Mayan Chocolate Sparklers
December 21, 2012: End of the Mayan Long-Count Calendar (Doomsday)
If you are reading this blog post, then the world did not end, as predicted by the Mayan calendar. So celebrate your survival with Mayan Chocolate Sparklers! These cookies have cracks resembling earthquake fault lines and include a sprinkling of peppers for a flavor burst symbolic of a volcanic eruption. Made with traditional Mesoamerican ingredients, such as chocolate and cinnamon, Mayan Chocolate Sparklers are the perfect doomsday dessert. For an apocalpytic appetite, eat these cataclysmic cookies and “party like there’s no to-Maya!”
(Adapted from Robin Hood Foods)
For the cookies
- ¾ cup vegetable shortening
- ½ cup (1 stick) butter, softened
- ¾ cup sugar, granulated white
- ¾ cup brown sugar, packed
- 2 eggs
- 1 ¾ cup flour
- 1 cup cocoa powder
- ½ – 1 tablespoon ground cinnamon
- 2 teaspoons baking soda
- ¼ teaspoon ground black pepper
- pinch (or to taste) cayenne pepper
- 1 cup semi-sweet chocolate chips
For the topping
- ½ cup sugar, granulated white
- 1 teaspoon ground cinnamon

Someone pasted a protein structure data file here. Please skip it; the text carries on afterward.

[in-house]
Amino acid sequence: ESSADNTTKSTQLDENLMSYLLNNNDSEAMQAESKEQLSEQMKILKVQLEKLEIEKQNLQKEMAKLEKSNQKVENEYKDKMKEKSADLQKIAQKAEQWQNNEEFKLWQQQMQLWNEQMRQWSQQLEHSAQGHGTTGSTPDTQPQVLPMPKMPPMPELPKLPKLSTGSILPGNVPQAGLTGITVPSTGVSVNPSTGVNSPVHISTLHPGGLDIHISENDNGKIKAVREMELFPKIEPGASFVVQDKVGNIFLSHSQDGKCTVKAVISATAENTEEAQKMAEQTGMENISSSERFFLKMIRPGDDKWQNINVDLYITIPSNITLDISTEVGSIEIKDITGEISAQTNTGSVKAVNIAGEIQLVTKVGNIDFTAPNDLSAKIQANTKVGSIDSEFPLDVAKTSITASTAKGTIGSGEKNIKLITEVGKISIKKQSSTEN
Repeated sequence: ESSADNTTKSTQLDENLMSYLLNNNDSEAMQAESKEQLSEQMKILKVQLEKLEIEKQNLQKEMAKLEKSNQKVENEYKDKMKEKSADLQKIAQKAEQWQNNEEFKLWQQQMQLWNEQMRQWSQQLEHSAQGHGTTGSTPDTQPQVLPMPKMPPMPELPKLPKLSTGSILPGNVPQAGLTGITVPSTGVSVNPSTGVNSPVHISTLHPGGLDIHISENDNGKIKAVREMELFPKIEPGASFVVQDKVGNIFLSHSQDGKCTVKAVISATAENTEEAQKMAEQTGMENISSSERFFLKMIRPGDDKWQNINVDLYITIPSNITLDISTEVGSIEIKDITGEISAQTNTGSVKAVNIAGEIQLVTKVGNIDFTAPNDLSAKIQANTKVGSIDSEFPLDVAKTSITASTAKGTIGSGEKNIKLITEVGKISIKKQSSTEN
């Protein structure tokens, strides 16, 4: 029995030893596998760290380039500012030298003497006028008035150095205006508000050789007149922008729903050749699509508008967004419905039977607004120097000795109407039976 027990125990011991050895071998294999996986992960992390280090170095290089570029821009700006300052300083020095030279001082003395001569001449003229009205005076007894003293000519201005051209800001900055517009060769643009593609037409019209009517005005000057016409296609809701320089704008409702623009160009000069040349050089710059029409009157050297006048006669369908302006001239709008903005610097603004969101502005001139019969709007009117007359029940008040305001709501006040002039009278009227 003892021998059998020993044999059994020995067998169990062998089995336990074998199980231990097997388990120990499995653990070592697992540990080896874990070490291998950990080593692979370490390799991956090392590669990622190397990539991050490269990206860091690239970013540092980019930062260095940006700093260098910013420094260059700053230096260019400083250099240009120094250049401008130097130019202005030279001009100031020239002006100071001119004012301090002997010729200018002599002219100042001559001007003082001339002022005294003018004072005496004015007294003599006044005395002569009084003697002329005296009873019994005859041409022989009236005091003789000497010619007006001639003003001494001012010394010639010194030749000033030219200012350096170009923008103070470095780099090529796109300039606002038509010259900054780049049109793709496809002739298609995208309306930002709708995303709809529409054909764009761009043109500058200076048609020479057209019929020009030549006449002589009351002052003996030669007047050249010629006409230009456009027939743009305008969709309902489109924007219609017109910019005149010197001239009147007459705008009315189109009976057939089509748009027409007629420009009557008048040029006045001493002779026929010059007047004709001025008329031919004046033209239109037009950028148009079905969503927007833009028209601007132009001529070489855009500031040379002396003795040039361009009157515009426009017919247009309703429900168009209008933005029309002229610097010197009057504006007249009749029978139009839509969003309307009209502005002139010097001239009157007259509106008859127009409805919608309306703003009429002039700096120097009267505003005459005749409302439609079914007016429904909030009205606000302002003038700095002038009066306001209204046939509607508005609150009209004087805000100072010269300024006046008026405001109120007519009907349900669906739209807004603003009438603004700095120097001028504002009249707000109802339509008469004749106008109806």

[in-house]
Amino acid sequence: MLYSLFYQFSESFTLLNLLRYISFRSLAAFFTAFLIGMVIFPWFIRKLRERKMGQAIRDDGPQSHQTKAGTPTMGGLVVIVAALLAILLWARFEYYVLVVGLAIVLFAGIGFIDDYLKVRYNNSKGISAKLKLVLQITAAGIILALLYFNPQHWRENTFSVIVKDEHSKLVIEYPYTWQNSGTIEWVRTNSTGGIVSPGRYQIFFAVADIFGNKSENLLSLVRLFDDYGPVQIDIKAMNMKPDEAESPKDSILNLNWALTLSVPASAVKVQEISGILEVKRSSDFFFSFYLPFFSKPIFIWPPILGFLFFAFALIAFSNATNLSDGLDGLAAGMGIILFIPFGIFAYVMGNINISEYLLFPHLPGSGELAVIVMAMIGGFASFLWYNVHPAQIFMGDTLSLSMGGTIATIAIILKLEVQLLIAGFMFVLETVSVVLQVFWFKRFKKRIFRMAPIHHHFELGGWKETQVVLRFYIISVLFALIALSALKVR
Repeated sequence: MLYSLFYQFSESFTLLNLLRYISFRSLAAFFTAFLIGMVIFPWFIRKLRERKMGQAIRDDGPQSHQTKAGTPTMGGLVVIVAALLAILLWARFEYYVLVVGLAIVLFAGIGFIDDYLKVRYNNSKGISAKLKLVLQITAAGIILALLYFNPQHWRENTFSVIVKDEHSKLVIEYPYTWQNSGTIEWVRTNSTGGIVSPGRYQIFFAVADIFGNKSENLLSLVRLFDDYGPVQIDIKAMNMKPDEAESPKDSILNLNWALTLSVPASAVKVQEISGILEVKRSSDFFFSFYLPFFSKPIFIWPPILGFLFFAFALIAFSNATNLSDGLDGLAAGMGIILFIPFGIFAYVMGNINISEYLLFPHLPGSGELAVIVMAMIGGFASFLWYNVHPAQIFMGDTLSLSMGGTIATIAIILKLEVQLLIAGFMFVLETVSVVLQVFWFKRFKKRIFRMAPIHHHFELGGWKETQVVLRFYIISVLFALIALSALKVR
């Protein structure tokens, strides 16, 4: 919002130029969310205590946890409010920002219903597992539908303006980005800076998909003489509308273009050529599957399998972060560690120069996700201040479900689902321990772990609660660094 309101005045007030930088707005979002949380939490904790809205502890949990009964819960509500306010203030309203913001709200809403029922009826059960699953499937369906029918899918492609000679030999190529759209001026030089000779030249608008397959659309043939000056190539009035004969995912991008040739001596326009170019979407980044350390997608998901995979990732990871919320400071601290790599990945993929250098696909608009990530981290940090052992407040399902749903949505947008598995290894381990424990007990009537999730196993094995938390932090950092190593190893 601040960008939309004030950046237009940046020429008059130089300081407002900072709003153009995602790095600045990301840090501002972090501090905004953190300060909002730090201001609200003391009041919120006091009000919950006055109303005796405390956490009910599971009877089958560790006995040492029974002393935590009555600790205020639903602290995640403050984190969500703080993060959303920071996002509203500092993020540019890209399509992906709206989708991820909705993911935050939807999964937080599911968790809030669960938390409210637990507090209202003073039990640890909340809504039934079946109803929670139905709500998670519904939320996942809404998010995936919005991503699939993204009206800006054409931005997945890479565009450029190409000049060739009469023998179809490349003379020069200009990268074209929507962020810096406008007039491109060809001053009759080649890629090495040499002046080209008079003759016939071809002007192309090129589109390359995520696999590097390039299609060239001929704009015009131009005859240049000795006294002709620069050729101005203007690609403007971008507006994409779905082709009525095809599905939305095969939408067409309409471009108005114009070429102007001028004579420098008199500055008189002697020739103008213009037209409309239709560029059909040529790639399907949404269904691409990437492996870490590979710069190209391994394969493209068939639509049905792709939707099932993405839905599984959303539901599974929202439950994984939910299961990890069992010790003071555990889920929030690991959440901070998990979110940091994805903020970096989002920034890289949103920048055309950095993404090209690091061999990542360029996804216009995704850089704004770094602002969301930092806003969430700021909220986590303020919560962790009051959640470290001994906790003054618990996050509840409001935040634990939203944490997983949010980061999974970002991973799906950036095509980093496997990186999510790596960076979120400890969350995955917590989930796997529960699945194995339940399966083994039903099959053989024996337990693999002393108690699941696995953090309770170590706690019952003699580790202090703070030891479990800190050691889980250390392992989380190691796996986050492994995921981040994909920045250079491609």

In a large mixing bowl, cream the shortening and butter with the sugars. Beat in the eggs.
In a separate bowl, combine the flour, cocoa powder, cinnamon, baking soda, black and cayenne peppers. Gradually blend this into the butter mixture until a dough forms. Fold in the chocolate chips.
Roll into a ball and transfer to a glass bowl. Cover and refrigerate to firm up for around half an hour. Meanwhile, make the topping by combining the sugar and cinnamon together in a small bowl. Remove the cooled cookie dough from the refrigerator. Roll into one-inch balls and coat in the topping mixture.
Place the balls two inches apart on a cookie sheet lined with parchment paper. Bake in a preheated oven at 350 degrees F for 10-15 minutes. The center of the cookies will be slightly soft but the edges will firm up when cool. Remove from the oven. Let cool on the pan for five minutes. Transfer to a wire rack to cool completely. Yield: Approximately 5 dozen cookies.
- December 21 is the earliest date of the Winter Solstice—the shortest day of the year—in the Northern Hemisphere.
- We added a teaspoon of Mexican vainilla (vanilla extract) after beating in the eggs to add a sweetness to the cookie dough. We doubled the amount of chocolate chips for a chunkier chew.
- The last photo in the set of directions features a wood carving of an Aztec calendar, which has some similarities to the Mayan calendar.
- Many have tried to predict when the world will end. But no one knows the day or the hour (Matthew 24:36).